Setting up the Theatre Company
Commentary on Working with the Baked Bean Theatre Company
Gary Butler (UK) and Jade Hardrade-Grosz (UK)
In the summer of 1997 I worked as a drama tutor at Hill House Social Education Centre in Wandsworth. For our Summer project, a group of centre users and myself thought it might be fun to set up a Theatre company. The project was intended to last for six weeks and to culminate in a short play devised by the company for performance to the rest of the centre's clients. A group of 16 "actors" created their first piece of theatre and put on an outdoor production of "A Crossing of Dreams" in Richmond Park to an audience of over 150 people. The group called themselves the Baked Bean Theatre Company, and far from running for six weeks, they have been going from strength to strength for the last seven years.
Not long after the initial project, the white paper "Valuing People" was released, setting out a strategy for intellectual disability in the 21st century. The paper included 11 main objectives which are briefly summarised as follows:
1. Maximising opportunities for disabled children|
2. Facilitate Transition into adult life
3. Enabling people to have more control over their own lives
4. Supporting carers
5. Facilitating good health
7. Fulfilling lives
8. Moving into employment
9. Quality of service
10. Workforce training and planning
11. Partnership working
These goals very closely matched the working practices we were trying to follow and implement with the Baked Bean Theatre Company, so my husband, Nikko, and I put in a bid to Wandsworth Borough Council to set up our own company as an alternative to current day care services, under the Wandsworth Borough Council's "Changing Days" initiative, which was set up to implement the goals of the "Valuing People" White Paper within the borough.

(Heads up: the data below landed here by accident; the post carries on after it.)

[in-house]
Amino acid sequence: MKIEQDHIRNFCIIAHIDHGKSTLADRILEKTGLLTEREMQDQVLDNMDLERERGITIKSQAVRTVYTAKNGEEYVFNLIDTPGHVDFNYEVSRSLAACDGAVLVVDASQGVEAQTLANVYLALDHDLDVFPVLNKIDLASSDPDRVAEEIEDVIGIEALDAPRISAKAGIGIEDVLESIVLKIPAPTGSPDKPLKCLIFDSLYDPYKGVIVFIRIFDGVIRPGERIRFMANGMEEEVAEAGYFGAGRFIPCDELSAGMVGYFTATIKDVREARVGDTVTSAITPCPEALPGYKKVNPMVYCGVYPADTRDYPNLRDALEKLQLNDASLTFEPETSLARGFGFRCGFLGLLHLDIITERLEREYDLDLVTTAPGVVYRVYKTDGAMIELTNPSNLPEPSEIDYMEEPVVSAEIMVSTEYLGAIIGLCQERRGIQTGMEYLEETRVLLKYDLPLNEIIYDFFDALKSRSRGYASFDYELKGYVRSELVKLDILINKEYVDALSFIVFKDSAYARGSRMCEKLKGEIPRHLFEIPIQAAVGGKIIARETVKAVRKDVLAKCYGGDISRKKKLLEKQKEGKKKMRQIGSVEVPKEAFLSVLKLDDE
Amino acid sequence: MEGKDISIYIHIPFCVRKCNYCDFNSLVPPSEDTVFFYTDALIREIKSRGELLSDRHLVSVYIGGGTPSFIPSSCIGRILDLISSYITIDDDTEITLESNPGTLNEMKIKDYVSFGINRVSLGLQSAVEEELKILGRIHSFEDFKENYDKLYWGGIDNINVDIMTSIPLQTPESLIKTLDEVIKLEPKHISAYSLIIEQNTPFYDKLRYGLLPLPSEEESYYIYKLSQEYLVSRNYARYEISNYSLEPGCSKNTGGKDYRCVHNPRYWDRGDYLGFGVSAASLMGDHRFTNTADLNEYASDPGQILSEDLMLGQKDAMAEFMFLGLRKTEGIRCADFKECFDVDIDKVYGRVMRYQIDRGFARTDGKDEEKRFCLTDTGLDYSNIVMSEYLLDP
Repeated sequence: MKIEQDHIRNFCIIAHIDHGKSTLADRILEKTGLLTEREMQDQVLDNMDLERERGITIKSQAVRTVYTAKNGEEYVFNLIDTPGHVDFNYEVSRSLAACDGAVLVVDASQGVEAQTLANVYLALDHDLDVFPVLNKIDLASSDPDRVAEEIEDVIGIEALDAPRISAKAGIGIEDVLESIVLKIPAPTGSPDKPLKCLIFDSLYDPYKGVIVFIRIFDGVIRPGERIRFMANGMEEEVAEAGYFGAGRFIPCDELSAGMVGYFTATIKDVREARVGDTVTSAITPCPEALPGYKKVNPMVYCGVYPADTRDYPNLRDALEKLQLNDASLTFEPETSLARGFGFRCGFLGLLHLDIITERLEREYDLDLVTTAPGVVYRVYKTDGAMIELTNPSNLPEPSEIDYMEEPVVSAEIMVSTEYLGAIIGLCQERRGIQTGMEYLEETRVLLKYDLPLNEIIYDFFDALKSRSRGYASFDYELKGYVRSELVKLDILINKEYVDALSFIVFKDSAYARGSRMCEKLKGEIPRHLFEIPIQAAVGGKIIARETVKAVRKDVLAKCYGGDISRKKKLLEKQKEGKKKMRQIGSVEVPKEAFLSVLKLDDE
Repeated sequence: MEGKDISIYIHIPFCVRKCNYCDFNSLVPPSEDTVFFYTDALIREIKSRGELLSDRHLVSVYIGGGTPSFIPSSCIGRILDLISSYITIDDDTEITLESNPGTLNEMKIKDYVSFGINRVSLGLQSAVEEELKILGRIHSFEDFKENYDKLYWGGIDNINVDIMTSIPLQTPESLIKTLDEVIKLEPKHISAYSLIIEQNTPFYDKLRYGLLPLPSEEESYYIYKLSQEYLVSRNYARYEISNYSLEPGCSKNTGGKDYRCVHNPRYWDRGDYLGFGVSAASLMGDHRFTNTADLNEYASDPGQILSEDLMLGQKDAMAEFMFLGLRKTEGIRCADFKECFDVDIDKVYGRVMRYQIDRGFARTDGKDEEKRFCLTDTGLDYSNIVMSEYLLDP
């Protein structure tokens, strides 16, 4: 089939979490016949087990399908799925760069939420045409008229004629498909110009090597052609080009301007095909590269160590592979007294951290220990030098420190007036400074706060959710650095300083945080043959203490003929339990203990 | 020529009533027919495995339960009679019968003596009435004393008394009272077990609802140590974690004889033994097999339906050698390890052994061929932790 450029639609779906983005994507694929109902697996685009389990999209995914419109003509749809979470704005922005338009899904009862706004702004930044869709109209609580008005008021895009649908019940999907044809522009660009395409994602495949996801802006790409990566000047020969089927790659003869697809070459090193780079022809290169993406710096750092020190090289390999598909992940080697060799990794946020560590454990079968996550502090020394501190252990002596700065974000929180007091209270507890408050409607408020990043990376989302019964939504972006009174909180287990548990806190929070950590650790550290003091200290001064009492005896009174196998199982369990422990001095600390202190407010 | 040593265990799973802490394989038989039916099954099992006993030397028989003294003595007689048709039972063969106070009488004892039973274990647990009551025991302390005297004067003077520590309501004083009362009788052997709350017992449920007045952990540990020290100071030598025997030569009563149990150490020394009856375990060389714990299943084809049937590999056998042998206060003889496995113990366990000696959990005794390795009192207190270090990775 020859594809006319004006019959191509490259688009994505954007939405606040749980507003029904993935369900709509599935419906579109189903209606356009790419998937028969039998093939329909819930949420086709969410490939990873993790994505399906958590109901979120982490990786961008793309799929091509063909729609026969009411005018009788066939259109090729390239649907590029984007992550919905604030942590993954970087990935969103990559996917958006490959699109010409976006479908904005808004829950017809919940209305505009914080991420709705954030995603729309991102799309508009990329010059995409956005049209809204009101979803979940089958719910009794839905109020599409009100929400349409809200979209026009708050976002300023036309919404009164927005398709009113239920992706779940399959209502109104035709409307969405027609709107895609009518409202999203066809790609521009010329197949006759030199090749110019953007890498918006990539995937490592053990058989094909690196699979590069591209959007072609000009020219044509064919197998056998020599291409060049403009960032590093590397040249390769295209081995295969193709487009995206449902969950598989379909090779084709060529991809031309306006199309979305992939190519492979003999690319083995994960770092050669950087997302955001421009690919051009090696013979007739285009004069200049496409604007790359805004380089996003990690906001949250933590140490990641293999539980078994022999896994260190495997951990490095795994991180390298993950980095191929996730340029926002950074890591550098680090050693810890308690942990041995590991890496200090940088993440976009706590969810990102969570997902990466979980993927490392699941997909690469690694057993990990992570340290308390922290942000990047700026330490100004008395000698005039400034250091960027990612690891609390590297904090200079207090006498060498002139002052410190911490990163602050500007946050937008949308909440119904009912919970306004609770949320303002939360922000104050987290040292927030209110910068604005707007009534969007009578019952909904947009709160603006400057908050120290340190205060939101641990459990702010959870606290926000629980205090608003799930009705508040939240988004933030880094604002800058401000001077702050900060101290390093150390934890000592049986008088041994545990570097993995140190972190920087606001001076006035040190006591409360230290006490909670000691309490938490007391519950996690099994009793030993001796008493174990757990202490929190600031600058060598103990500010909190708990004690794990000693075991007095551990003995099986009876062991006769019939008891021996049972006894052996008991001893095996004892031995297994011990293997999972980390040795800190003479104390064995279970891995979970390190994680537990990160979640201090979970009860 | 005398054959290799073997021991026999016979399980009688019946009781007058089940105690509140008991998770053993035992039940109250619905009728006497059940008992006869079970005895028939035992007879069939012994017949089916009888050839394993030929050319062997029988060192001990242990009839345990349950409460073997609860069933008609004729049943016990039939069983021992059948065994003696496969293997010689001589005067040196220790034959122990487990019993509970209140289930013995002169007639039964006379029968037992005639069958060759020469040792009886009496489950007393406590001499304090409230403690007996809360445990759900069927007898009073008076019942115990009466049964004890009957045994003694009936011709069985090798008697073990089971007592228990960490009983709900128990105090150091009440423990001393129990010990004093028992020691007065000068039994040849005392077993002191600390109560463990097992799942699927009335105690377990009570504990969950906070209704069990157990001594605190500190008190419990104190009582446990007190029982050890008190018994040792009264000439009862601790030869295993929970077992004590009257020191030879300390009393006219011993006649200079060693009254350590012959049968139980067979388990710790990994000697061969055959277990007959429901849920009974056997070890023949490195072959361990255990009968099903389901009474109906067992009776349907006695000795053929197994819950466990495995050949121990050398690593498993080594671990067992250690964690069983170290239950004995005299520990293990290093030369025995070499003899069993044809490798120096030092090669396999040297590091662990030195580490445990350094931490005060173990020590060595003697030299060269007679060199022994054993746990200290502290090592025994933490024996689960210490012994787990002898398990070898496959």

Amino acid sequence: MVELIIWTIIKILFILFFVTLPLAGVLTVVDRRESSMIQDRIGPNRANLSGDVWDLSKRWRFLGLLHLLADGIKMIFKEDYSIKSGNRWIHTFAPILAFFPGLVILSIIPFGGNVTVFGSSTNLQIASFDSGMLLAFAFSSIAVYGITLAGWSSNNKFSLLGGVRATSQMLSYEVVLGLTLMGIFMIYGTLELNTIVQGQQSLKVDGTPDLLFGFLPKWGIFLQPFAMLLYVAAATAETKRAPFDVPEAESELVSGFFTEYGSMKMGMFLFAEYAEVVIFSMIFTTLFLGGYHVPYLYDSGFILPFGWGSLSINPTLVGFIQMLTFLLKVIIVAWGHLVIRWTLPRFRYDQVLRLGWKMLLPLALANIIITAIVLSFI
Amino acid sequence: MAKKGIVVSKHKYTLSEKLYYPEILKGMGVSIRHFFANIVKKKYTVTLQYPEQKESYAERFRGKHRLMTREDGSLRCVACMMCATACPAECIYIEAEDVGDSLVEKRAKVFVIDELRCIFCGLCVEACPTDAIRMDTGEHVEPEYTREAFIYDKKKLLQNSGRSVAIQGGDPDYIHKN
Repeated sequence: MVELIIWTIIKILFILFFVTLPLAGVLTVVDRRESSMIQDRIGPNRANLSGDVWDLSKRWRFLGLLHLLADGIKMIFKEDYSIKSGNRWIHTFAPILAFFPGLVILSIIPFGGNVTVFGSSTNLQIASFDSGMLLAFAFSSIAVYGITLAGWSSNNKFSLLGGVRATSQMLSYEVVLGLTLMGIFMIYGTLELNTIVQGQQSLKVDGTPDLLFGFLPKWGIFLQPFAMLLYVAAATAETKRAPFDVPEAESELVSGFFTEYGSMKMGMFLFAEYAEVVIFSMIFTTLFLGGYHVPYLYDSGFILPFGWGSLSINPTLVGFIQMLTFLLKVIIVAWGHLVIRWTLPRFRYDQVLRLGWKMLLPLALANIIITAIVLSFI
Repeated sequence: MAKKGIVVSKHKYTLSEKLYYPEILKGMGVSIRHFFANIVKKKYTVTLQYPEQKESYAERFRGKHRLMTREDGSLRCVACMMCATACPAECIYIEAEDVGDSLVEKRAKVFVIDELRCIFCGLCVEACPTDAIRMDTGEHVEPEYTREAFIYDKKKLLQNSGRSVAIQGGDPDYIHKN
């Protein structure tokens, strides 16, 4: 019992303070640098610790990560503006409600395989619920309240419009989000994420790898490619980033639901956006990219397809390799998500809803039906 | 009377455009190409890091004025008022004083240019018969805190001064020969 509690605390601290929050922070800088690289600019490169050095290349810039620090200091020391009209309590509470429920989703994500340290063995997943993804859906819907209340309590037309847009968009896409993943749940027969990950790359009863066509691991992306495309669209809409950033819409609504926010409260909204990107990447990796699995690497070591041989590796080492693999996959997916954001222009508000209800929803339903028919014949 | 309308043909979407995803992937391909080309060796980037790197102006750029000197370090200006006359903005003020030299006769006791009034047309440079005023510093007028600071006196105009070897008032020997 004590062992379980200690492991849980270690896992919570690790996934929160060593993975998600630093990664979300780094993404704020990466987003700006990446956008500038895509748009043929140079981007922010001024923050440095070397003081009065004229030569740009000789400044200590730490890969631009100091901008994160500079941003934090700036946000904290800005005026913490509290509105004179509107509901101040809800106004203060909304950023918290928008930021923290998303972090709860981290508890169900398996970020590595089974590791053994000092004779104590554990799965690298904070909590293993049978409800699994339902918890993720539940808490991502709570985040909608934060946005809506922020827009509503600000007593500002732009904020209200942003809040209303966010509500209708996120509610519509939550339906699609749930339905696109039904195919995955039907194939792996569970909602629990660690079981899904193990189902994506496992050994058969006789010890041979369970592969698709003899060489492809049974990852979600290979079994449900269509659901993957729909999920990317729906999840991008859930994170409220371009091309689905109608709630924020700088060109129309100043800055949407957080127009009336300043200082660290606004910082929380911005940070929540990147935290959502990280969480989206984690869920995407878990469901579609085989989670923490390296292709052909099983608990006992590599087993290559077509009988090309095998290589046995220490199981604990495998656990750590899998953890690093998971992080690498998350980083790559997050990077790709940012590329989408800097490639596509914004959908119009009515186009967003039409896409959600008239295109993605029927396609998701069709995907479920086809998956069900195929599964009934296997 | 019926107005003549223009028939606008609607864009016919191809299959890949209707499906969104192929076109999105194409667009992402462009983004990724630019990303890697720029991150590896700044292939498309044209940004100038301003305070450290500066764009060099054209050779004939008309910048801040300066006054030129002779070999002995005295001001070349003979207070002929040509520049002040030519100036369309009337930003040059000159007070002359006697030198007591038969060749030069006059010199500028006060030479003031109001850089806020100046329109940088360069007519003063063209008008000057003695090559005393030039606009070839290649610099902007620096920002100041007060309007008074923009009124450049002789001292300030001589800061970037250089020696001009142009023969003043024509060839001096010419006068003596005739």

In February 2000, our bid was accepted and Act Too was born: a company dedicated to providing quality drama and art-based services to people with intellectual disabilities, enabling personal development and community integration through recognising and responding to individual needs and choices, resulting in self confidence growth and empowerment and creating new and exciting employment opportunities for people with intellectual disabilities.
Five years later, Act Too still teach and manage the Baked Bean Theatre Company as well as providing a multitude of other community-based projects, offering more than 200 workshop spaces each week, including five distinct drama projects, and our Art-works project which includes a Gallery/shop space staffed by people with intellectual disabilities and selling artworks created by people and artists with intellectual disabilities. Through these projects we aim to support actors and artists with intellectual disabilities to move from day care into educational and/or meaningful employment, in turn encouraging inclusion and acceptance of the rightful place of people with intellectual disabilities in society.
Photograph by Paul Stuart
Although this article was published in 2005, the information contained in it is still current and relevant.